Also, Webern: Im Sommerwind. Bernard Haitink, Chicago Symphony Orchestra. CSO Resound CSOR 901 1002.
There was a time in the late Sixties, Seventies, and Eighties that I looked forward to any new recording by conductor Bernard Haitink and his magnificent Concertgebouw Orchestra of Amsterdam. You almost couldn't go wrong with his performances because the man always took a sensible approach to the music, and the engineers always captured a rich, resonant sound. After his leaving the Concertgebouw, I sort of lost track of him until now. He was the Principal Conductor of the Chicago Symphony Orchestra from 2006 until 2010, and this live recording with the CSO during that time period demonstrates that he hasn't lost his touch.
Richard Strauss (1864-1949), the great composer of tone paintings (Don Juan, Death and Transfiguration, Also Sprach Zarathustra, Don Quixote, An Alpine Symphony), wrote Ein Heldenleben (A Hero's Life) as a semi-serious musical self-portrait in 1898 when he was only thirty-four years old. The piece is a kind of tongue-in-cheek autobiography in musical form, which showed the composer's supreme self-confidence, writing it as he did at such an early age. Mostly, he wrote it, though, to get in a few digs at his critics, who, in the music at least, he silences convincingly.
As always in his interpretations, Haitink takes a rational, measured view of the work, yet he misses none of the big, triumphant moments, sublime serenity, or impish humor. In fact, the conductor's reading here is not substantially different from his 1970 performance with the Concertgebouw, available in a two-disc, mid-price set from Philips.
Strauss wrote Ein Heldenleben in seven parts describing seven stages in the artist's life. The first segment, "The Hero," obviously describes himself and does so in large-scale, swashbuckling style, which Haitink takes apparent delight in presenting. Next, the music turns to "The Hero's Adversaries," his critics, where we hear them squabbling among themselves in amusing fashion, followed by "The Hero's Companion," his wife, who expresses herself sweetly in the strings, first wittily and then endearingly in the ensuing "Love Scene."
"The Hero's Battlefield" is the centerpiece of the work, where Strauss engages in all-out war with his critics, reminding them musically of his accomplishments with bits from Don Juan and Zarathustra, as well as a few horns from Beethoven's Third Symphony "Eroica." Under Haitink, the movement is never hectic but quite thrilling despite its hustle and bustle.
"The Hero's Works of Peace" is another slow movement, again a remembrance of the composer's previous tone poems as an almost-final rebuke of his foes. The work closes with "The Hero's Retirement from the World and Fulfillment," the longest movement, an attractive concluding note of contentment and repose for a life and art well spent, from which Haitink wrings the last ounce of grace and charm, without any hint of sentimentality or histrionics.
With Haitink, Strauss's music rings out most eloquently. However, there is so much going on in Heldenleben, so many transitions and contrasts, that's hard for any conductor to help the fragments jell or coalesce into a smooth, flowing, meaningful whole. If Haitink doesn't always hold it together, either, we can hardly fault the conductor.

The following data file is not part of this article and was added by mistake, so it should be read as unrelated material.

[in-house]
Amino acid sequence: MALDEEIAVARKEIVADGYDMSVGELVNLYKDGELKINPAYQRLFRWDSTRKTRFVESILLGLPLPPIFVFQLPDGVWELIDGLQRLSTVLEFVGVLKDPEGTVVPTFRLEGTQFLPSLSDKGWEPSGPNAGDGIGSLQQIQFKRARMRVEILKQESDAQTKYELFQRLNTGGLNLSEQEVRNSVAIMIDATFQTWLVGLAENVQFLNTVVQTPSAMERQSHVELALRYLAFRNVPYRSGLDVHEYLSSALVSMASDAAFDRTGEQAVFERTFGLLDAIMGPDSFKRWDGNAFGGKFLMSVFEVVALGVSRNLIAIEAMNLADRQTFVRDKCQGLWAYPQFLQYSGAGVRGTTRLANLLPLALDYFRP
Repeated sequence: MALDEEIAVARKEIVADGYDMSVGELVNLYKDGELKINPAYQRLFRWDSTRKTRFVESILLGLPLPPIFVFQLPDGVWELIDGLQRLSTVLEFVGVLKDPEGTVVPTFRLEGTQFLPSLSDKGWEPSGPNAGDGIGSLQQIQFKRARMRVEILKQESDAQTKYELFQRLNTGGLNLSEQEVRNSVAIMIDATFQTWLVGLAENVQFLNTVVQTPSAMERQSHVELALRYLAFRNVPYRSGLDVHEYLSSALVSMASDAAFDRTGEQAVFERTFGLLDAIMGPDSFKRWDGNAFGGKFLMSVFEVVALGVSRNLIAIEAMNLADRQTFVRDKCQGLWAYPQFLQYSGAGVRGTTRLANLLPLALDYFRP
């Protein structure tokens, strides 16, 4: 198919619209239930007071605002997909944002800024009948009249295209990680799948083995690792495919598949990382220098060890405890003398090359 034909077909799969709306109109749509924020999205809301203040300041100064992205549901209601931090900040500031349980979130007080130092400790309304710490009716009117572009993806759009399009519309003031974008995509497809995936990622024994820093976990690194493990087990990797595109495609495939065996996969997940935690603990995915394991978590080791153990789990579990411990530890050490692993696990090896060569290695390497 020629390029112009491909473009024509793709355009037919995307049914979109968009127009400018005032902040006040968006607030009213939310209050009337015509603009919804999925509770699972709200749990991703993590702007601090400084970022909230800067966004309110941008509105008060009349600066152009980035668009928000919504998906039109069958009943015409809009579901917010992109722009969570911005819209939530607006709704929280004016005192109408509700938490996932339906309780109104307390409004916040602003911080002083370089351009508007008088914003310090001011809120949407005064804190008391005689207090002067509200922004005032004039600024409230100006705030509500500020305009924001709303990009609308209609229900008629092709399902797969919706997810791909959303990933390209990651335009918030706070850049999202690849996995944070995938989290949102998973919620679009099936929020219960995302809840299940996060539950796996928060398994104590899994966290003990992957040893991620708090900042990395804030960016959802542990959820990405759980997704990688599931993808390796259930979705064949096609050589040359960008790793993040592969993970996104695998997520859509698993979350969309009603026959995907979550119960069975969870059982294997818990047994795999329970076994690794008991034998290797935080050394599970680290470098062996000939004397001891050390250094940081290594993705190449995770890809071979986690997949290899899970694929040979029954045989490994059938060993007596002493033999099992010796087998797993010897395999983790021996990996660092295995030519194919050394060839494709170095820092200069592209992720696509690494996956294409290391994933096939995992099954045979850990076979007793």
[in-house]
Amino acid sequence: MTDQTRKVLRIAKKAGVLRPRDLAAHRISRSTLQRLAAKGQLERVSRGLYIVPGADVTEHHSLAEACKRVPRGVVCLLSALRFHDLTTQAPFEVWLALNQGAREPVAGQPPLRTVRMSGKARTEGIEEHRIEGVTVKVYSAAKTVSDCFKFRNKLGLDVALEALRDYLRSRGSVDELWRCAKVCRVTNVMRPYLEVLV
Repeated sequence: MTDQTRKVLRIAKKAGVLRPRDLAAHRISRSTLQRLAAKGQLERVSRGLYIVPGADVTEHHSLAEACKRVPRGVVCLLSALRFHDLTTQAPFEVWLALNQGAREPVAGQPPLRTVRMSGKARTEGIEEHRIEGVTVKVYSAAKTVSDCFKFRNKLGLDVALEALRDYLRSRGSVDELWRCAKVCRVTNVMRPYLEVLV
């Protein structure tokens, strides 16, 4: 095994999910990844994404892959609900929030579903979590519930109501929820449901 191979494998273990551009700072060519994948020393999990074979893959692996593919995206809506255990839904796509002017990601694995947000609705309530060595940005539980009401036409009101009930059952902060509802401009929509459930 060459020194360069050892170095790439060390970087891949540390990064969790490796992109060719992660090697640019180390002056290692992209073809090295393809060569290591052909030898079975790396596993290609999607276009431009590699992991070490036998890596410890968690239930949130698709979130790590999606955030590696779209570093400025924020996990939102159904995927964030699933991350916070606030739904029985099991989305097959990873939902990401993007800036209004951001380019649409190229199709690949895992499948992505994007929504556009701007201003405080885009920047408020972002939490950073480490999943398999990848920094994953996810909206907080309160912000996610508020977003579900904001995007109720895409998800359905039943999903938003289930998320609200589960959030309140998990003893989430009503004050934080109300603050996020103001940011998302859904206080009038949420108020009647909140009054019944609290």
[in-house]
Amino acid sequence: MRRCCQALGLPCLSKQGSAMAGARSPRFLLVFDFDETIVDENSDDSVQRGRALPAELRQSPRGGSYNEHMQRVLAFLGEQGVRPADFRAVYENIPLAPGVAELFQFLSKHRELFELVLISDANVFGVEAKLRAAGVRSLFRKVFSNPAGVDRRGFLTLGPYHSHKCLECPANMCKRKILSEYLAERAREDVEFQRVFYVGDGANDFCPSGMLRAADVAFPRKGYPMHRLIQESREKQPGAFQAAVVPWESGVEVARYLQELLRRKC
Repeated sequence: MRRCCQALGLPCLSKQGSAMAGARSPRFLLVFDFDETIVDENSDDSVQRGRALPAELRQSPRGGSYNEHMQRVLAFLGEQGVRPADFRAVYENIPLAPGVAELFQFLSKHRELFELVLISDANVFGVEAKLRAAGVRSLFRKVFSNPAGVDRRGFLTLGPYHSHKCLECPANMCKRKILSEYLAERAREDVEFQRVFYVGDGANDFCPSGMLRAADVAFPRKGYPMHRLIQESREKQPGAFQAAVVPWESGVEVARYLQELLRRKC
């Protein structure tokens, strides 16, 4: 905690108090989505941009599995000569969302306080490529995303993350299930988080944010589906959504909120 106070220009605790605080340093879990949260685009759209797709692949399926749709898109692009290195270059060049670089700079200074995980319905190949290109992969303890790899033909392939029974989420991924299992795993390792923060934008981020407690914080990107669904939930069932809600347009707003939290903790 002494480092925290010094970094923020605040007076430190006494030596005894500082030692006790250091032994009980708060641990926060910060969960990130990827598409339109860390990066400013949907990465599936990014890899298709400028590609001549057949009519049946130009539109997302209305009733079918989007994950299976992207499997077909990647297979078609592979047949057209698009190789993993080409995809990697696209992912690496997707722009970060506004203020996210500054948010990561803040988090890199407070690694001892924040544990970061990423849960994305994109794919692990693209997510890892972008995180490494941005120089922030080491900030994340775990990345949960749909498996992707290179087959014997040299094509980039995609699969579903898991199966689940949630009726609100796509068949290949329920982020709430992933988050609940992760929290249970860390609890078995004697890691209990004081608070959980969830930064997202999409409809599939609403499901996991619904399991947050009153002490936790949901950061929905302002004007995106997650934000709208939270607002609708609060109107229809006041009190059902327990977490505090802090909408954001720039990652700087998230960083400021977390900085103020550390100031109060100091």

As a companion piece on the disc, Haitink chose Im Sommerwind (In the Summer Wind) by Anton Webern (1883-1945), another tone poem, this one an ode to Nature written when Webern was about twenty years old. However, Webern never published it, nor did he ever hear it played in his lifetime. He seems to have regarded the work as an early example of his foolish youth, and it would not be until 1962 that anybody would play it. Webern apparently thought he had matured beyond mere musical pictures into more-ambitious, more-modern compositions so kept Sommerwind under wraps during his lifetime. It's a shame, really, because the music is lovely in every way, and Haitink caresses each and every note.
The CSOR audio engineers recorded the music live in Orchestra Hall, Chicago, in 2008-2009, using fairly close-up miking, especially in Ein Heldenleben. While this avoids most audience noise, it doesn't always impart much sense of concert-hall ambience to the proceedings (as Haitink's old Concertgebouw recordings for Philips did). Still, the sound shows up detailed and clean, with good dynamics, air, impact, and transparency. Of minor note, there isn't a lot of orchestral depth, the upper midrange is a trifle rough and bright, the treble can sometimes sizzle, there's a slight glassiness to the overall sound, and the bass is somewhat lacking.
Nevertheless, the sonic shortcomings are hardly objectionable, and the important thing is that Haitink persuades us that this particular music of Richard Strauss and Anton Webern is highly listenable, even if it is mere tone painting.
John J. Puccio, Editor, Publisher, Reviewer
Understand, I'm just an everyday guy reacting to something I love. And I've been doing it for a very long time, my appreciation for classical music starting with the musical excerpts on The Big John and Sparkie radio show in the early Fifties and the purchase of my first recording, The 101 Strings Play the Classics, around 1956. In the late Sixties I began teaching high school English and Film Studies as well as becoming interested in hi-fi, my audio ambitions graduating me from a pair of AR-3 speakers to the Fulton J's recommended by The Stereophile's J. Gordon Holt. In the early Seventies, I began writing for a number of audio magazines, including Audio Excellence, Audio Forum, The Boston Audio Society Speaker, The American Record Guide, and from 1976 until 2008, The $ensible Sound, for which I served as Classical Music Editor.